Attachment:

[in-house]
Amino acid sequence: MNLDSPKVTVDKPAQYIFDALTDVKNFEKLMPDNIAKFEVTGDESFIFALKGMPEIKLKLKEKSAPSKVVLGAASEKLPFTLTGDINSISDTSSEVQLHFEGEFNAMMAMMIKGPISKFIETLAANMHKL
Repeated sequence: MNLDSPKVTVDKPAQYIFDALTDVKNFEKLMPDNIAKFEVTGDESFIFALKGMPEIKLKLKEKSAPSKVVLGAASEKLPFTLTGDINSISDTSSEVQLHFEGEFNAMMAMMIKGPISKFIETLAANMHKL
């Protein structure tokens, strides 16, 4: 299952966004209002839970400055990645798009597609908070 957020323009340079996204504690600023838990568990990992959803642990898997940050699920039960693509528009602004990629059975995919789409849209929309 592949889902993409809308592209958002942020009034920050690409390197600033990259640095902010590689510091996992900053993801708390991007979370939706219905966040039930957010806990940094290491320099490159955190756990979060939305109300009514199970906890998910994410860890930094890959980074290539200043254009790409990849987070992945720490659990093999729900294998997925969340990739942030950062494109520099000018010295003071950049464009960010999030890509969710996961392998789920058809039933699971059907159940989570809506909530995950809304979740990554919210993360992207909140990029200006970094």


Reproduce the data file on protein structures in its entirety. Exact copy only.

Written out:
[in-house]
Amino acid sequence: MNLDSPKVTVDKPAQYIFDALTDVKNFEKLMPDNIAKFEVTGDESFIFALKGMPEIKLKLKEKSAPSKVVLGAASEKLPFTLTGDINSISDTSSEVQLHFEGEFNAMMAMMIKGPISKFIETLAANMHKL
Repeated sequence: MNLDSPKVTVDKPAQYIFDALTDVKNFEKLMPDNIAKFEVTGDESFIFALKGMPEIKLKLKEKSAPSKVVLGAASEKLPFTLTGDINSISDTSSEVQLHFEGEFNAMMAMMIKGPISKFIETLAANMHKL
């Protein structure tokens, strides 16, 4: 299952966004209002839970400055990645798009597609908070 957020323009340079996204504690600023838990568990990992959803642990898997940050699920039960693509528009602004990629059975995919789409849209929309 592949889902993409809308592209958002942020009034920050690409390197600033990259640095902010590689510091996992900053993801708390991007979370939706219905966040039930957010806990940094290491320099490159955190756990979060939305109300009514199970906890998910994410860890930094890959980074290539200043254009790409990849987070992945720490659990093999729900294998997925969340990739942030950062494109520099000018010295003071950049464009960010999030890509969710996961392998789920058809039933699971059907159940989570809506909530995950809304979740990554919210993360992207909140990029200006970094």